Gingivitis – An Overview

Gingivitis is an inflammation of gingiva or the gums, which is usually caused by poor dental hygiene. Other factors like viral and bacterial infections, hormonal changes and diseases such as cancer and diabetes may be responsible. Signs of the initial stages are swollen gums that are painful to touch. Often, gingivitis is not a serious malady and resolves by itself.

In some cases, the patients are often unaware of any symptoms. However, neglecting gingivitis for the long term can lead to severe infections such as periodontitis. Some of the common measures to support dental health are to brush twice a day, floss every day, avoid eating sugary substances, avoid tobacco and smoking. Periodical dental check-ups are also essential to maintain oral health.

Gingivitis: Causes, Symptoms, Prevention, and Treatment

Types Of Gingivitis

Gingivitis is differentiated into two kinds on the basis of the inductive factors. Gingivitis may or may not be induced by plaque. Inductive factors which are due to poor oral health are generally the accumulation of plaque and tartar between the teeth of the patient. Other inductive elements are independent of the accumulation of plaque.

Some of these factors are the infection of the gums by virus, bacteria, and fungus. These infections can occur if dental health is neglected. Apart from poor oral health, gingivitis can also be caused by diabetes, genetic factors, and imperfect dentures.

Causes Of Gingivitis

Gingivitis is caused by unhealthy dental practices which lead to the accumulation of plaque around the teeth. Plaque is the natural accumulation around the teeth. If the accumulation of plaque is not resolved in time, it leads to trigger response by the immune system of the body which leads to the destruction of the gums.

This condition is called gingivitis. The further aggression of the disease leads to serious dental problems and tooth loss in some cases. Apart from the factors mentioned above, causation of gingivitis is also linked to changes in hormones of the body, certain diseases such as cancer and HIV, smoking and drug intake.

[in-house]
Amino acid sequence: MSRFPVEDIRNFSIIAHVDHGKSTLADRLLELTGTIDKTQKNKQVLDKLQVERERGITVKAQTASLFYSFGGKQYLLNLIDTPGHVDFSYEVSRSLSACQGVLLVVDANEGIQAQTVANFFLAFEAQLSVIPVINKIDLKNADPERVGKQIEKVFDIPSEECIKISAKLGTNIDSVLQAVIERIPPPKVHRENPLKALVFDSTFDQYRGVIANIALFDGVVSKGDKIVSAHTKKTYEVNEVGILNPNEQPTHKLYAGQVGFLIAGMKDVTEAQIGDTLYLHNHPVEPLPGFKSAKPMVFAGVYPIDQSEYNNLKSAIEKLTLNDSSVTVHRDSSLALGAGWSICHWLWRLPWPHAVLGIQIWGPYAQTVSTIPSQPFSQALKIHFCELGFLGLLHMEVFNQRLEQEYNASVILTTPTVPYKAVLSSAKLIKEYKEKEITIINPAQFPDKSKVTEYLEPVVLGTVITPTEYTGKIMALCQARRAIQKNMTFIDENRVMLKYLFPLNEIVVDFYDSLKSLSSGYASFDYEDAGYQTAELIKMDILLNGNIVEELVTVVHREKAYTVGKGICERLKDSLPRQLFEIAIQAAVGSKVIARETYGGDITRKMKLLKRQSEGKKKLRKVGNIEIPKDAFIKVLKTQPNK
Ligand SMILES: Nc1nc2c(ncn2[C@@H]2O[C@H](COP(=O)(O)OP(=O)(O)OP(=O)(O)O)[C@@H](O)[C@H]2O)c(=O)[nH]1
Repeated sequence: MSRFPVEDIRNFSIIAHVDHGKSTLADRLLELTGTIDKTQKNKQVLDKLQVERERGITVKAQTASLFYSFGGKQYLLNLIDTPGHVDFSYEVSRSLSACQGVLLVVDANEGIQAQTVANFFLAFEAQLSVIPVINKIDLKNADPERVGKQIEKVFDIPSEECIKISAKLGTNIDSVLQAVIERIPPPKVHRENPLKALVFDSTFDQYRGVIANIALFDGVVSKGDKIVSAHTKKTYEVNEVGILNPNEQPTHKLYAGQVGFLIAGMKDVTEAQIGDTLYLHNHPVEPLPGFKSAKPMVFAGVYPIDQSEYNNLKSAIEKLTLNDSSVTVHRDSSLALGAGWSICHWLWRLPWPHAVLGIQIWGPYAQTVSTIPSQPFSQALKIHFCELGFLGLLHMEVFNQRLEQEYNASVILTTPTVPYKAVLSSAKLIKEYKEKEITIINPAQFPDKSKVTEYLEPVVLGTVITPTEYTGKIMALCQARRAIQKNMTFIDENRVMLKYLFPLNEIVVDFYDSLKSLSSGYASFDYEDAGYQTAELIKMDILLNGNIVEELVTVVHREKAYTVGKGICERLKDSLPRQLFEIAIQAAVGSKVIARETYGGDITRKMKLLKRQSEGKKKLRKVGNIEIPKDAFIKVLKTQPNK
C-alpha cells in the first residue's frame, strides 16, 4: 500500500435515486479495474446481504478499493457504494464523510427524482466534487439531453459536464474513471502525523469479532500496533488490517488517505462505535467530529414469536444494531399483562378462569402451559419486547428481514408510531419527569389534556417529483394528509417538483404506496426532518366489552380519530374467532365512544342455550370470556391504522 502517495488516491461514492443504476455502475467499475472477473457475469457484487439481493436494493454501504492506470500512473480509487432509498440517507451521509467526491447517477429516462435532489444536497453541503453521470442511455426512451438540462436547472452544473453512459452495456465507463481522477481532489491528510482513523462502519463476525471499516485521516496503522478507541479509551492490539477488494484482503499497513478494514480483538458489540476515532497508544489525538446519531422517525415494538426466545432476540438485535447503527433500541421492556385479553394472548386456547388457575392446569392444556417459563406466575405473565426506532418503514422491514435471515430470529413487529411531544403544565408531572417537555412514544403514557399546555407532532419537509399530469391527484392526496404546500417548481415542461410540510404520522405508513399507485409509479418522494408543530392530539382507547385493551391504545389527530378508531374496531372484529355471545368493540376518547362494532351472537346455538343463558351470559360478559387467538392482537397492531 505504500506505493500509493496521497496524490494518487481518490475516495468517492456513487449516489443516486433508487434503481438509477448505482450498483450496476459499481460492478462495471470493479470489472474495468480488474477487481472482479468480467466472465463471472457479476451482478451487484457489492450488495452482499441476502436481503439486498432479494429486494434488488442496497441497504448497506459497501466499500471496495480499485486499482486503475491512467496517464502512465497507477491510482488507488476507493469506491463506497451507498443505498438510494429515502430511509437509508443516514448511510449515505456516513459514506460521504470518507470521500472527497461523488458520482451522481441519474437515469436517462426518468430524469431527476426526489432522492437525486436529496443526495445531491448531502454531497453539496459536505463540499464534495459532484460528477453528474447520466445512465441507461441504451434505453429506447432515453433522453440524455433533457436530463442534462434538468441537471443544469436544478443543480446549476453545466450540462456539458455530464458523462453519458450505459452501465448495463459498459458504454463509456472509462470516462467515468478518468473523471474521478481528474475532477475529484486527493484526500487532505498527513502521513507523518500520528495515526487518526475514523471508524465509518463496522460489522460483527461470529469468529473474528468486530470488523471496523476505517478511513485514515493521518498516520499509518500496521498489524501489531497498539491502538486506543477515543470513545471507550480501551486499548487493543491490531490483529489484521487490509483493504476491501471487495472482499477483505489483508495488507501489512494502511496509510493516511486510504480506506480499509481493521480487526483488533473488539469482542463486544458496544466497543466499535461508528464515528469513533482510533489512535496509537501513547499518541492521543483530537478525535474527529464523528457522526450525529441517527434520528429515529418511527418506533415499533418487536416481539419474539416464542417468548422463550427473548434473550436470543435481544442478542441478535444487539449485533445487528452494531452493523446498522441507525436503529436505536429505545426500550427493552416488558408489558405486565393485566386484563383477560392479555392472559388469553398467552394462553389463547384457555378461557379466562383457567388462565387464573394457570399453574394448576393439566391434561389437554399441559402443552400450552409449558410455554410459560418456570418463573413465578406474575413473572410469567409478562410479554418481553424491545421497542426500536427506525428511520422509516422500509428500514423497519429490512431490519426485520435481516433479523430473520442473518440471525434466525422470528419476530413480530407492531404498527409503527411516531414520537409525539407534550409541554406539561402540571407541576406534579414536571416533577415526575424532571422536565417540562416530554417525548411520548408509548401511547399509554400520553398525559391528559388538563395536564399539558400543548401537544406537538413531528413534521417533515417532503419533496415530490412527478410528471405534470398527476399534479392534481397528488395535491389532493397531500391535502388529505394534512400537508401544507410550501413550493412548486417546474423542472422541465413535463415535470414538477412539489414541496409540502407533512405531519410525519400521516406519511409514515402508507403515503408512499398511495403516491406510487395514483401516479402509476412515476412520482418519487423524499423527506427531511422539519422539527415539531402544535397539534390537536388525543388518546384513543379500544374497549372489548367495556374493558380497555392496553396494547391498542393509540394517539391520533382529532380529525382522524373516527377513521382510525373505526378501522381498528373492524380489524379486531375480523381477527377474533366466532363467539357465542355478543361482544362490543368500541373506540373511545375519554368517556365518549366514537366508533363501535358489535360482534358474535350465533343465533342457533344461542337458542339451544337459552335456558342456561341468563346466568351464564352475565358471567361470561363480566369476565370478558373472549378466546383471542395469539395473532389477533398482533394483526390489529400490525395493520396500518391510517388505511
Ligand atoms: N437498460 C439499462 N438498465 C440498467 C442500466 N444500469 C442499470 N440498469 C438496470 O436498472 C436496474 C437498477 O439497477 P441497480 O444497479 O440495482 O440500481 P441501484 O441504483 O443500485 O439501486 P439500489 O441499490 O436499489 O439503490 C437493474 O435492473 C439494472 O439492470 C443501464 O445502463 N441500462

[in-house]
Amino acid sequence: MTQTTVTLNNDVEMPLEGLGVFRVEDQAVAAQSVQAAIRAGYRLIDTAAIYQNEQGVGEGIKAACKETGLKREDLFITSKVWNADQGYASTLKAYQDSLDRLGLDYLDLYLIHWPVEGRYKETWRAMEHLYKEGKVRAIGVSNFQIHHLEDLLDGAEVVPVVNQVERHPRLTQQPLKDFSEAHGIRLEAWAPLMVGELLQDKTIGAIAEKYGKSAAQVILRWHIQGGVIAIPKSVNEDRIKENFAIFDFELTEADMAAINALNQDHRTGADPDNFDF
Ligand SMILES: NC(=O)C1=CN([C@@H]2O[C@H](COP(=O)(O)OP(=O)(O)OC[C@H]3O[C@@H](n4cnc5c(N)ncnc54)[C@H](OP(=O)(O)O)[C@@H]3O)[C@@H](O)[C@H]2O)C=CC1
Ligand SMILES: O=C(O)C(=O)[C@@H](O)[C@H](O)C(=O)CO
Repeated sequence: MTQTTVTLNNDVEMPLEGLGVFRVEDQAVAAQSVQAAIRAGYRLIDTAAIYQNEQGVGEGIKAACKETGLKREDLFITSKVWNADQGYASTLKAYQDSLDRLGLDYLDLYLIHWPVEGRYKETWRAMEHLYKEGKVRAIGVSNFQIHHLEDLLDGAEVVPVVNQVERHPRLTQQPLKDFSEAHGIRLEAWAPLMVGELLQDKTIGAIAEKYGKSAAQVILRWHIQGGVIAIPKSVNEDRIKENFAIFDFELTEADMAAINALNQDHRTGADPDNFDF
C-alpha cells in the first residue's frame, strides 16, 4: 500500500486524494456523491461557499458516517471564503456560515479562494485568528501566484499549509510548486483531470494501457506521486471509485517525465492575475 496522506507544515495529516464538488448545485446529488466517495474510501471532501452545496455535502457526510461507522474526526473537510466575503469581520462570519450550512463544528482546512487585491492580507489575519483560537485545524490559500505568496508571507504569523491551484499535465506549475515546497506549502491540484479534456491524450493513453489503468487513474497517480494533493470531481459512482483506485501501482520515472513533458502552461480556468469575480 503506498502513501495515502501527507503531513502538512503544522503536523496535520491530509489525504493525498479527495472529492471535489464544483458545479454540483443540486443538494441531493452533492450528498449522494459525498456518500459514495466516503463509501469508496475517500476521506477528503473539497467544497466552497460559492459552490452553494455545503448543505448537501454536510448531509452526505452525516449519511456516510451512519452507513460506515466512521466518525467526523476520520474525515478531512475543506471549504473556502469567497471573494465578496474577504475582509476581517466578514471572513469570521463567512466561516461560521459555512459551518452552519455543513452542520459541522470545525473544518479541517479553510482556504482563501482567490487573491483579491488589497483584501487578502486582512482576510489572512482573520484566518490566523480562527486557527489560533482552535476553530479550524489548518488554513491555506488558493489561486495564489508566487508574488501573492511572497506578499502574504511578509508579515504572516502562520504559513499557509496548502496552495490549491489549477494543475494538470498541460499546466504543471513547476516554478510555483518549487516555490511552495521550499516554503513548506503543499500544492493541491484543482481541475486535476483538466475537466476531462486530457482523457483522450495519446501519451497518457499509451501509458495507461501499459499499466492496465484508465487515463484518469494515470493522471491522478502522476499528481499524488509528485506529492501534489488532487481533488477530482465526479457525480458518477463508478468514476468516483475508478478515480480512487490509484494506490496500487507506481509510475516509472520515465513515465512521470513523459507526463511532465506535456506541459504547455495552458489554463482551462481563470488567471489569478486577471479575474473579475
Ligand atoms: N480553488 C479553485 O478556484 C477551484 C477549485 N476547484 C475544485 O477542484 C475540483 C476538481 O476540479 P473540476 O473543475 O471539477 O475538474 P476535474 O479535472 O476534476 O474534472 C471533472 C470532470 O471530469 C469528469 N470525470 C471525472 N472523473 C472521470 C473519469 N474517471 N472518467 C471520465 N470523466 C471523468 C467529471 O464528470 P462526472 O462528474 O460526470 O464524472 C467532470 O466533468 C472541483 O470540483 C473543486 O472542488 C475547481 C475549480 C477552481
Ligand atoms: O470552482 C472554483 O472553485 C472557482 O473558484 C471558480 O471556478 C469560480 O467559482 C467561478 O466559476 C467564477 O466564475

Symptoms Of Gingivitis

Some of the symptoms of gingivitis are as mentioned below:

  1. Unusually bright red or purple gums,
  2. Painful gums,
  3. Bleeding gums,
  4. Swollen gums,
  5. Bad breath, and
  6. Receding gums.

It is advised to book an appointment with a doctor as early as possible if the symptoms mentioned above are experienced.

Preventive Measures

The preventive measures of the disease are as follows:

  1. Good Dental Health—

Good dental health reduces the risk of gingivitis. Brushing twice daily and flossing eliminates food particles stuck between the teeth and prevents the formation of plaque. Elimination of plaque and tartar reduces the risk of gingivitis.

  1. Regular Dental Check-Ups—

Regular dental check-ups, preferably at every six months, are essential to maintaining oral hygiene. Your dentist will inspect the formation of the plaque or other tooth ailments.

  1. Healthy Nutrition—

Intake of healthy food promotes oral health. Calcium-rich foods and dairy products are credited to support dental hygiene.

SEE ALSO: Introduction To Teeth Whitening: Things You Need To Know

Diagnosis Of Gingivitis

The following methods diagnose gingivitis:

  1. Dentists will likely review your medical history to identify risk factors.
  2. An examination of tooth, gums, and tongue will follow to check for swollen areas.
  3. Then, the pocket depth of your tooth will be measured.
  4. Dental X-rays will be conducted to identify bone loss.

    Gingivitis: Causes, Symptoms, Prevention, and Treatment
    Dental X-rays

Treatment Of Gingivitis

The treatment of gingivitis is aimed at preventing further deterioration of the gums so as not to develop severe dental ailments and tooth loss and to promote dental health.

Through the procedure of scaling and root planning, the dentist will clear all the plaque and tartar from your teeth. This discourages plaque development and inflammation of the gums. Treatment sometimes involves straightening of the teeth which are misaligned to reduce irritation of the gums.

Follow up appointments with the dentist are recommended to keep track of the build-up of plaque and tartar and to assess the healing of the gums.


Gingivitis is an easily curable disease. According to Dr. Carlos Gonzalez, a dentist in Hialeah, City in Florida, with regular dental check-ups and proper care, the condition can be easily cured and prevented from worsening to severe dental ailments.